House Reverses Position on Cargo Screening

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The House of Representatives defeated a measure Wednesday that sought to ensure that all cargo on passenger planes is screened, after having voted earlier this year for the measure to be included in next year's Homeland Security spending bill.

The House voted 226 to 198 against re-inserting the cargo screening amendment into the 2004 fiscal year bill and sending it back to a conference committee with Senate negotiators.

The Senate version did not include the provision, and Senate conferees successfully fought to exclude it from the compromise legislation. One of the measure's strongest opponents was conferee Sen. Ted Stevens (search), R-Alaska, whose state is a major cargo hub.

"Today, the Republican majority in Congress refused to close a gaping loophole in our airline security plan,” said Rep. Ed Markey (search), D-Mass., who co-sponsored the original amendment with Rep. Chris Shays (search), R-Conn.

“Republicans said screening cargo is too expensive. But if we can find $856 million on upgrading and repairing airports in Iraq, why can't we spend money to screen cargo here at home, where it's needed to protect airline passengers in the U.S.?"

The Markey-Shays amendment would have forced Congress to divert federal funds away from any Transportation Security Administration (search) cargo security plan that did not incorporate full screening of air cargo by the end of 2003.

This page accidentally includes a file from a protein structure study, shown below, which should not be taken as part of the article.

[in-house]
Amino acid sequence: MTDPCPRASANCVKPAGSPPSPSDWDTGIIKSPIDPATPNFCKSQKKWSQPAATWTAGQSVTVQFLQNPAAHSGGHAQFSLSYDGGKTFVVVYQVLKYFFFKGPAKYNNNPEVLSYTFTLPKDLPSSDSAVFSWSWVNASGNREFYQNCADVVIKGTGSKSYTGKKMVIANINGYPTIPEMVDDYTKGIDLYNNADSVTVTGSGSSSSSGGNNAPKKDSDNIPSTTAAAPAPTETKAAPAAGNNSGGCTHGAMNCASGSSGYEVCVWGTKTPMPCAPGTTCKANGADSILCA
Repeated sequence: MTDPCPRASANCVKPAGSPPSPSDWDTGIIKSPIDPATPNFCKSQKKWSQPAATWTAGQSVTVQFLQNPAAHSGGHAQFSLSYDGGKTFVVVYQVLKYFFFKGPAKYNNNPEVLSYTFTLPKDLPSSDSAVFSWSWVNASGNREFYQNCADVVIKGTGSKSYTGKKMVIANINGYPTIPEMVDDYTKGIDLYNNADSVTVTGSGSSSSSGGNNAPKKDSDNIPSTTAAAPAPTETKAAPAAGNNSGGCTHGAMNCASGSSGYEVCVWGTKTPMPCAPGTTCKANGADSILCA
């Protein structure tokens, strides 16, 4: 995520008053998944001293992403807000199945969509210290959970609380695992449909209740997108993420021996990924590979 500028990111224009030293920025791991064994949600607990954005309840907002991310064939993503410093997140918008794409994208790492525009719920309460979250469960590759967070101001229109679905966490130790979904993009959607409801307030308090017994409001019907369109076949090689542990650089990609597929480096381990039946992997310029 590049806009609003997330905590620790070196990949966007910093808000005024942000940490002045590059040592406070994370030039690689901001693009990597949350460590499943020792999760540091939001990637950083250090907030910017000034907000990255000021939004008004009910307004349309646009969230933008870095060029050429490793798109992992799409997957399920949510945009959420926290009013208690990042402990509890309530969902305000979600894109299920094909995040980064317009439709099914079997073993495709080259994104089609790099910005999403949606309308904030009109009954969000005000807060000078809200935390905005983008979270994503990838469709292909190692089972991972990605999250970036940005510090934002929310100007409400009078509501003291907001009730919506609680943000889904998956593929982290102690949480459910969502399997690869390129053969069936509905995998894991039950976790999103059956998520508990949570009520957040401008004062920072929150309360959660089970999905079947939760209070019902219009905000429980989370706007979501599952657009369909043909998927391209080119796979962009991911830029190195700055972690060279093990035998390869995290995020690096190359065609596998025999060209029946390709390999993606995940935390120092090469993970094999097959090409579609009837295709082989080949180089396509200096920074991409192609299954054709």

Shays and Markey say the current "Known Shipper" program is not enough. This program relies on trusting the shipper rather than screening the cargo. The problems with this system became clear last week when someone shipped a box through UPS containing bottled water, fabric softener and cabbage, and then called in the routing number, claiming the package was a bomb.

UPS was forced to ground the plane carrying the package.

"They say we have the Known Shipper (search) program and don't need physical screening. But the young man who shipped himself undetected from New York to Texas used one of these Known Shippers," said Markey, referring to another recent security breach.

The White House and airline industry representatives have been lobbying against the measure, saying the high cost to implement it makes it impractical.

According to the General Accounting Office (search), approximately 22 percent of air cargo transported in the United States is carried aboard passenger planes. Cargo on passenger airlines amounts to one-fifth to one-third of revenue and provides a significantly higher profit margin for airlines than do passenger tickets.

Captain Lee Collins, a security representative for the Coalition of Air Pilots Association (search), warned of the danger of a successful attack on air cargo, saying that the potential cost of failing to guarantee security is "huge."

He said an attack on air cargo could have a much worse economic effect than a hijacking because of the nationwide economic ripple effect on business and industry.

Markey Press Secretary Israel Klein said the battle is not over yet.

"We're still fighting to get all cargo put on passenger planes screened," he said.